I’ve been confused about temporal data management for a while, because there are several different things going on.
- Date arithmetic. This of course has been around for a very long — er, for a very long time.
- Time-series-aware compression. This has been around for quite a while too.
- “Time travel”/snapshotting — preserving the state of the database at previous points in time. This is a matter of exposing (and not throwing away) the information you capture via MVCC (Multi-Version Concurrency Control) and/or append-only updates (as opposed to update-in-place). Those update strategies are increasingly popular for pretty much anything except update-intensive OLTP (OnLine Transaction Processing) DBMS, so time-travel/snapshotting is an achievable feature for most vendors.
- Bitemporal data access. This occurs when a fact has both a transaction timestamp and a separate validity duration. A Wikipedia article seems to cover the subject pretty well, and I touched on Teradata’s bitemporal plans back in 2009.
- Time series SQL extensions. Vertica explained its version of these to me a few days ago. I imagine Sybase IQ and other serious financial-trading market players have similar features.
In essence, the point of time series/event series SQL functionality is to do SQL against incomplete, imprecise, or derived data.* For example, suppose in one time series events happen at times 3.00, 3.01, 3.03, and 3.05; in another time series events happen at times 3.00, 3.02, 3.03, 3.04, and 3.05; and you want to join the time series together. Then you can do an event series join — i.e., you can join on each of the times 3.00, 3.01, 3.02, 3.03, 3.04, and 3.05, using interpolated values to check WHERE conditions. Vertica says that the only interpolation methods anybody ever wants are “first value in the interval,” “last value in the interval,” and “linear average of the endpoint values” (I forget whether that’s weighted by time-distance from the endpoints, or is a simple arithmetic mean).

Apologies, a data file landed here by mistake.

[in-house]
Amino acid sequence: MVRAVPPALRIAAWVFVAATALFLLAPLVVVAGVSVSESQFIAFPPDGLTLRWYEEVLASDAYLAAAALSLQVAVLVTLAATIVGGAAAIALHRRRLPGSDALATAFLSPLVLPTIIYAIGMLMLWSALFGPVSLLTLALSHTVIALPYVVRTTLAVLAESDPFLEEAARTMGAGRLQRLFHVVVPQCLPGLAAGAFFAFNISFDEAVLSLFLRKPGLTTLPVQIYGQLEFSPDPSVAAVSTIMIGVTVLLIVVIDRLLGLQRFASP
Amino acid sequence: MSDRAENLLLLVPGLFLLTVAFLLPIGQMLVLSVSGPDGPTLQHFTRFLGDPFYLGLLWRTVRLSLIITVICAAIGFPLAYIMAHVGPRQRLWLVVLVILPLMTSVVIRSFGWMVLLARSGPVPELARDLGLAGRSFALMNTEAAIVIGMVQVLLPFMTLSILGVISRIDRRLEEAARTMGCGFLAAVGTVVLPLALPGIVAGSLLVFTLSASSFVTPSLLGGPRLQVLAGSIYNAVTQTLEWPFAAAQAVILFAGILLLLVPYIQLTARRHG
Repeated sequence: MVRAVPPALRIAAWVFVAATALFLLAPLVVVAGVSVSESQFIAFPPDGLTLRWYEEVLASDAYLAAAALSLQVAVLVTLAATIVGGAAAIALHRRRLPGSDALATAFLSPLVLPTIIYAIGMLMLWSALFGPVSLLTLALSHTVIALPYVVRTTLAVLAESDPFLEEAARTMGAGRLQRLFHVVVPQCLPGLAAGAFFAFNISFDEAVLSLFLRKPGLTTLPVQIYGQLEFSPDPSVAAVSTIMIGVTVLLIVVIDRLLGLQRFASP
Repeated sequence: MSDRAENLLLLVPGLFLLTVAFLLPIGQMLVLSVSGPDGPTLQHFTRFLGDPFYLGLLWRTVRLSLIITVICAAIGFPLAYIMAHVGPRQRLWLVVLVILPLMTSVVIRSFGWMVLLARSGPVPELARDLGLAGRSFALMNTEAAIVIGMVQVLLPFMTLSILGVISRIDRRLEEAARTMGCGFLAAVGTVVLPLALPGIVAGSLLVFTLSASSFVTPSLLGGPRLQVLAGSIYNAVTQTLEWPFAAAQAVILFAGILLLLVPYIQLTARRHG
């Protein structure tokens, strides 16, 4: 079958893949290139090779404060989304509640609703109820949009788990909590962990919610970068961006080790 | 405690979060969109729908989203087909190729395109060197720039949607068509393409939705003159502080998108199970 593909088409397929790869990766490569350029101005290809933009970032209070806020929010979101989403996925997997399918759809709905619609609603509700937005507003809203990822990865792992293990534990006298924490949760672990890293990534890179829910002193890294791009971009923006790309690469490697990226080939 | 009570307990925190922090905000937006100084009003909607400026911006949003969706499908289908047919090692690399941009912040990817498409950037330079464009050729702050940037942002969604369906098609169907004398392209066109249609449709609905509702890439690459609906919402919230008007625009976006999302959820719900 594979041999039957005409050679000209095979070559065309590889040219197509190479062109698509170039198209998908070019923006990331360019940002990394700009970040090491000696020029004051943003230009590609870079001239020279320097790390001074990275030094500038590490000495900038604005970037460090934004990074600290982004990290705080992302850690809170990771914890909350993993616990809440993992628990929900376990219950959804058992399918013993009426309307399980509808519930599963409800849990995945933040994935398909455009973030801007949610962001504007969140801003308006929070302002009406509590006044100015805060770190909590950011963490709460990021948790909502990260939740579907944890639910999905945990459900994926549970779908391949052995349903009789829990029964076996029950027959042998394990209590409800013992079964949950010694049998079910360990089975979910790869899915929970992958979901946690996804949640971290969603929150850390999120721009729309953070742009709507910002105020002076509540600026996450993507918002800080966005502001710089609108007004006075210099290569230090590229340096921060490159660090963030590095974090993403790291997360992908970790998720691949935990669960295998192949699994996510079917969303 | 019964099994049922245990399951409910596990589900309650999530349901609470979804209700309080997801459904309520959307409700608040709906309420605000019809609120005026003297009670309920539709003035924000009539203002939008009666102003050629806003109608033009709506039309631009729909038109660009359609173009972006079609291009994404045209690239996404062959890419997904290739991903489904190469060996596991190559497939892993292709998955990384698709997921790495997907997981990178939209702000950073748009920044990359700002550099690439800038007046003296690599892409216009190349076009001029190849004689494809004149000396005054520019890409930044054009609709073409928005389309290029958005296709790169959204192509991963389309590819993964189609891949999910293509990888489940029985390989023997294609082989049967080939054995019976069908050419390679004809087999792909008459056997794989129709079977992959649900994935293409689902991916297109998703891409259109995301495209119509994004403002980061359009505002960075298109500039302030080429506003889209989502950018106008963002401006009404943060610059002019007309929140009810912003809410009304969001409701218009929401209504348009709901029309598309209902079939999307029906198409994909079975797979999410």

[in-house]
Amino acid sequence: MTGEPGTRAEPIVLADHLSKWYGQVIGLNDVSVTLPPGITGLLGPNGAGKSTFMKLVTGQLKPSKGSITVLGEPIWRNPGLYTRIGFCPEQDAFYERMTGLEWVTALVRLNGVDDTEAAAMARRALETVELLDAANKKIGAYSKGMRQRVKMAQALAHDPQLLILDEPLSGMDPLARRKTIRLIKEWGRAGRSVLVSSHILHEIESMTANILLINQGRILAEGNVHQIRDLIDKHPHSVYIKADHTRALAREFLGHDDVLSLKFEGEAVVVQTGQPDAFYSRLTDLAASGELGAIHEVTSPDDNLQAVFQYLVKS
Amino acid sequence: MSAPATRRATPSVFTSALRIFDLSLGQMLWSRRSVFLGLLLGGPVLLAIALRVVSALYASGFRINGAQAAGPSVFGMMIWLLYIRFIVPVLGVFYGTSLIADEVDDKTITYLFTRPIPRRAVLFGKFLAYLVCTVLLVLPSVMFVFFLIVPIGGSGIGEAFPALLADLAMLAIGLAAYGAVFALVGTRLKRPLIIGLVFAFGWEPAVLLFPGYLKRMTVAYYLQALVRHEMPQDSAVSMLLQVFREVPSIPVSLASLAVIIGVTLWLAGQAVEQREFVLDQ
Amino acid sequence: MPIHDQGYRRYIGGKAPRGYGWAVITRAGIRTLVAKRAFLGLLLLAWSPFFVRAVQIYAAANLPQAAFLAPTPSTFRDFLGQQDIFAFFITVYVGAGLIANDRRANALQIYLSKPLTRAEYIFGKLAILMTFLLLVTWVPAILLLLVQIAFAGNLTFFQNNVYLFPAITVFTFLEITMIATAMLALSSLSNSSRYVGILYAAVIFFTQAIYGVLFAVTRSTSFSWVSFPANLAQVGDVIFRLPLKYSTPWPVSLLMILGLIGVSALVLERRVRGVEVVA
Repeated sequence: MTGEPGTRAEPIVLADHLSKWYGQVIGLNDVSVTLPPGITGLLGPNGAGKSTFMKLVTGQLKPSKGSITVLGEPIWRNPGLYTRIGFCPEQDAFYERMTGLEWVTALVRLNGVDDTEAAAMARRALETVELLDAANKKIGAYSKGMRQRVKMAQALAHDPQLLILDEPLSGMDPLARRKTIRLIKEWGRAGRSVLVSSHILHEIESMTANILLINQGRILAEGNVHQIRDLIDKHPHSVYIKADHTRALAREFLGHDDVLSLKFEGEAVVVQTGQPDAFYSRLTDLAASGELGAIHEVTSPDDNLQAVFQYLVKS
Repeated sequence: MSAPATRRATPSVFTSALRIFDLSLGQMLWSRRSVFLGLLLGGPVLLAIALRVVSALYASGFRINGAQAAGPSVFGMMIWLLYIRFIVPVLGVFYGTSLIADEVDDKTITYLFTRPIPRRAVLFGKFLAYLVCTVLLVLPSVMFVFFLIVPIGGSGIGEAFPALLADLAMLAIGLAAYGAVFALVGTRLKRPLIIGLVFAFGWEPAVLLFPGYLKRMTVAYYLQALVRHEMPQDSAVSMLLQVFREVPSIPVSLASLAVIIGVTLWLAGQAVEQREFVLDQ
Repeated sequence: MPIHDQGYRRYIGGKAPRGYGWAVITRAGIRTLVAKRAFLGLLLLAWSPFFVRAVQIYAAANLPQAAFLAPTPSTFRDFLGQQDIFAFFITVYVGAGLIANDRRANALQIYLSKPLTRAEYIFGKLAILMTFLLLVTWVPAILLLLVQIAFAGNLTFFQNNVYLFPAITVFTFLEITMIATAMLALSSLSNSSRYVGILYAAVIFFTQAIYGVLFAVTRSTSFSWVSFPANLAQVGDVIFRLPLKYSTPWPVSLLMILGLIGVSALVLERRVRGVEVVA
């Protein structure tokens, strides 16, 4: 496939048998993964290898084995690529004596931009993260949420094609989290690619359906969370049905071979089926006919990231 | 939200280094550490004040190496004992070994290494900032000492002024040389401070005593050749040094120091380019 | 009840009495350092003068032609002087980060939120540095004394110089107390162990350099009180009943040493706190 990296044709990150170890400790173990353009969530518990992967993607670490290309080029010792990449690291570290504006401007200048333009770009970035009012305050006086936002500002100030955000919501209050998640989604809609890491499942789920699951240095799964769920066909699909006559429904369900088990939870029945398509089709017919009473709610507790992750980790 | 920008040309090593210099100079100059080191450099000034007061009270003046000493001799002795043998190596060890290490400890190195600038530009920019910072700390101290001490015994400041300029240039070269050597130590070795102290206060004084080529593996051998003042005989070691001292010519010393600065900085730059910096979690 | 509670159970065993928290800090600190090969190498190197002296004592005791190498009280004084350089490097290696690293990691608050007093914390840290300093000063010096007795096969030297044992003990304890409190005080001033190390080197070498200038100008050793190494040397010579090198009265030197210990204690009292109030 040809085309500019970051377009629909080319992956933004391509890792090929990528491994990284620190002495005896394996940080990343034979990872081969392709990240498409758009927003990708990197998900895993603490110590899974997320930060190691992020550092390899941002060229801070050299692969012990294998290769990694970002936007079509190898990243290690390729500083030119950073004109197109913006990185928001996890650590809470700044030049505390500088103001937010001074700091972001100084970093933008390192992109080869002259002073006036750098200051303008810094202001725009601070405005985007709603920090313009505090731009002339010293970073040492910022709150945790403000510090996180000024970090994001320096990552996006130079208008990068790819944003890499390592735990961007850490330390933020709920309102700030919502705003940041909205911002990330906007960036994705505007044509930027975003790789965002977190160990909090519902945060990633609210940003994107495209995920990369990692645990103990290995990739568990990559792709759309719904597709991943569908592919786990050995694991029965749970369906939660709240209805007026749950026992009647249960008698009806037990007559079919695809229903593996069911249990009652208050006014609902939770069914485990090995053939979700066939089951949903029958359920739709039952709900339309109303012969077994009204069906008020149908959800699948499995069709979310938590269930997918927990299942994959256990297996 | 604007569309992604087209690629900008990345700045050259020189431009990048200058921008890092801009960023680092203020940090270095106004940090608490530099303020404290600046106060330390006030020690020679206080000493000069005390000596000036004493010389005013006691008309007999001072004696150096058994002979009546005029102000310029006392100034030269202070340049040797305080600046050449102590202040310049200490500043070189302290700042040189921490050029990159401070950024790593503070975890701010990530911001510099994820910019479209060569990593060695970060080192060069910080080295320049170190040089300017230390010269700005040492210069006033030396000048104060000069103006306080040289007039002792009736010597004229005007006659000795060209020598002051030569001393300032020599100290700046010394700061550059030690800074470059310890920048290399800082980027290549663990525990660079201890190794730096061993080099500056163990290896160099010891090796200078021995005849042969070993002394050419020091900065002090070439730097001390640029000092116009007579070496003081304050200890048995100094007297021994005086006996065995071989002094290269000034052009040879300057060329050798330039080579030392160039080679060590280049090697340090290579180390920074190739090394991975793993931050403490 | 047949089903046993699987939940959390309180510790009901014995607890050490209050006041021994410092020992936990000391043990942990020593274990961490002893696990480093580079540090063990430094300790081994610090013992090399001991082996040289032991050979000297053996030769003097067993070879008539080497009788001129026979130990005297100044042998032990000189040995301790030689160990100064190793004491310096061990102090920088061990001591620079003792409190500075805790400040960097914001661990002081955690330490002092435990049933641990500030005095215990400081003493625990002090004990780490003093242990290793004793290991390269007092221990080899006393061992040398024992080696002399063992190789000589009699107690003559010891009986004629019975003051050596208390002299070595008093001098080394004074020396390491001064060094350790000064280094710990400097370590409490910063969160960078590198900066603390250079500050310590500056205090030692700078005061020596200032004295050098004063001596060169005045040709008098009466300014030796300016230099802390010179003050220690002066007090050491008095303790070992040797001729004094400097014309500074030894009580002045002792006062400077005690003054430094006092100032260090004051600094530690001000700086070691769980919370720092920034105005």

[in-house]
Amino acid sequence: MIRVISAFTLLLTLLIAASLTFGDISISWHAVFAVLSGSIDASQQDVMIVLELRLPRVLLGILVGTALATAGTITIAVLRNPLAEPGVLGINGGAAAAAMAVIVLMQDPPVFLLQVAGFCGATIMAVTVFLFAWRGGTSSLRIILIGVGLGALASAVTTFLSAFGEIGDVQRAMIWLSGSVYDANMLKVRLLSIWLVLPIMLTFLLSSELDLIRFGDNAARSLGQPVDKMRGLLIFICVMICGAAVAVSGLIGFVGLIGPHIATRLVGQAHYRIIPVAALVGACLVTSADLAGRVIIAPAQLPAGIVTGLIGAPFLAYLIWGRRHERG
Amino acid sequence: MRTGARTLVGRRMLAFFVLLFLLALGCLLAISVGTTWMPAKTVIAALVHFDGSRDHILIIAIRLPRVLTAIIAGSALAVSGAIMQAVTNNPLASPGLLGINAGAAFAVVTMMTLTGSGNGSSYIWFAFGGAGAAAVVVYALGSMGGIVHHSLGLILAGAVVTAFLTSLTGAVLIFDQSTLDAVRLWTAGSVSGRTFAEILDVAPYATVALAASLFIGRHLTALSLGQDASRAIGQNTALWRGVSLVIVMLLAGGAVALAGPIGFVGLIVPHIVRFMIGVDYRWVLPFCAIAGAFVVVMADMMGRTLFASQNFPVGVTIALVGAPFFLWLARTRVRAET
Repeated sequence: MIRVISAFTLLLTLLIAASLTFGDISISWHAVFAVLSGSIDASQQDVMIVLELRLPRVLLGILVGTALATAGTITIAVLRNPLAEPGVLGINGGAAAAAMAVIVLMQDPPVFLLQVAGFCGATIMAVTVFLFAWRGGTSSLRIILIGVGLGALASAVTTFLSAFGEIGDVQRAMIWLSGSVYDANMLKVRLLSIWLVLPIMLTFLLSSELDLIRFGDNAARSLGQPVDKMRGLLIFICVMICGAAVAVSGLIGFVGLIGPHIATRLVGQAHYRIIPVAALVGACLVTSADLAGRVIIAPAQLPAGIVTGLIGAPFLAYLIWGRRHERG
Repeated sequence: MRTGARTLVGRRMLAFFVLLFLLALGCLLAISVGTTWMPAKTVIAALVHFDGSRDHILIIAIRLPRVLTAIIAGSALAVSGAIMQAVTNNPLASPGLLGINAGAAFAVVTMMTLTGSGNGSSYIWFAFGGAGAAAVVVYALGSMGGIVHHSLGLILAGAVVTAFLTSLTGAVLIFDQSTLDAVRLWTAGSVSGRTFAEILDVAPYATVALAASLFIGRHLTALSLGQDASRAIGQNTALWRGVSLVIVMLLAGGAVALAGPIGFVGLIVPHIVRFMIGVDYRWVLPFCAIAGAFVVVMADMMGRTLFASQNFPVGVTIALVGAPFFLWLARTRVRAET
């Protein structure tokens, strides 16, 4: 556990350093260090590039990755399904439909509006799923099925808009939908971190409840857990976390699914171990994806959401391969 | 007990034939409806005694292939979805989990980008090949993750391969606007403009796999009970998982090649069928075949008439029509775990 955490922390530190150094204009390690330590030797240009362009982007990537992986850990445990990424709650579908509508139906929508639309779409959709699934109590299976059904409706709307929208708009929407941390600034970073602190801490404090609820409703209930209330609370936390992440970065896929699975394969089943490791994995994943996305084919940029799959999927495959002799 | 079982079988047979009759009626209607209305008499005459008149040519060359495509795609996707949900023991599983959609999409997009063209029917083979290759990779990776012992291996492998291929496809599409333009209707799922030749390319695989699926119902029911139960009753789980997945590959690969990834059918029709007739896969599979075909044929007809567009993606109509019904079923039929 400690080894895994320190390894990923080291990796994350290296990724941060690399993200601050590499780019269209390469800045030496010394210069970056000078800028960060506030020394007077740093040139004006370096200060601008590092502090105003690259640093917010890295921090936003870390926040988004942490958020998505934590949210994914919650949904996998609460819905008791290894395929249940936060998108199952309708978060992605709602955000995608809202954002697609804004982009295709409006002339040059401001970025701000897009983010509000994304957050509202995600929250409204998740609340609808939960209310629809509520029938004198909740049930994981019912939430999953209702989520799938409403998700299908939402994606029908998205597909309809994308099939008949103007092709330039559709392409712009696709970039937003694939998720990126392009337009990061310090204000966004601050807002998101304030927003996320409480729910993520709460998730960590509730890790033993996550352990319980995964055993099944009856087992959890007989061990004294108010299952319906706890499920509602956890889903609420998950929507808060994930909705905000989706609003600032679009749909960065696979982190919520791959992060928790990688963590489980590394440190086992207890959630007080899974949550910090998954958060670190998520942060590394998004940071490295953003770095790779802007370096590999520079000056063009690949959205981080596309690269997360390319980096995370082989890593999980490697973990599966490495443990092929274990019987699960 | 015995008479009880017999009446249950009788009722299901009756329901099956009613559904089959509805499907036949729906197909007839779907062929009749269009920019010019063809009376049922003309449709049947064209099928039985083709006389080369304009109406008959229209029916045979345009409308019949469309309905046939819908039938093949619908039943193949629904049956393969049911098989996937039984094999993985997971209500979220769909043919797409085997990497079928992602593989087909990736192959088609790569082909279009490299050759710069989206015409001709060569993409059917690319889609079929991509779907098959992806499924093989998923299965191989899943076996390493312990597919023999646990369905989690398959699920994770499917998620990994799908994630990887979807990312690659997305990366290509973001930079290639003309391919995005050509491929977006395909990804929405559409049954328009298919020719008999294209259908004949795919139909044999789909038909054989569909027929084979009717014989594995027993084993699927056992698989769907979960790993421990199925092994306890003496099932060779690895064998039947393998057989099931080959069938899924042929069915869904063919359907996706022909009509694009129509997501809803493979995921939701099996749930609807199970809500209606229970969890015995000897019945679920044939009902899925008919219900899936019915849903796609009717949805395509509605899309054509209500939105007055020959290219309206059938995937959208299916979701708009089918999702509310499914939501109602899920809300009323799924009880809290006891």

*This is a limited counterexample to my dictum that you should explicitly store derived data because it’s too much trouble to keep re-deriving it on the fly.
Also cool is the “CONDITION_TRUE_EVENT” syntax Vertica has had since Release 4.0, which generalized SQL 99 windowing; you now can look at all the rows that meet a specific criterion — via an arbitrary expression — rather than just being restricted to a row count or strict time duration. Vertica says it’s gone further in the direction of event series pattern matching in Vertica 5.0; I didn’t grasp the details, but it sounded philosophically akin to Aster Data’s nPath, albeit without the arbitrary-language procedural extensibility.
Finally, Vertica also gave me an imprecise-SQL example that has little to do with time series. Vertica has a concept of “range join,” implemented so that telecom firms can save space by storing partial IP addresses. I’ve noted before that while we should retain all human-generated data, it will never be practical to retain all machine-generated data (because its volume will keep going up based on the same technological factors that keep storage cost per unit volume going down). This sounds like one interesting (if specialized) approach to storing machine-generated data in summarized form.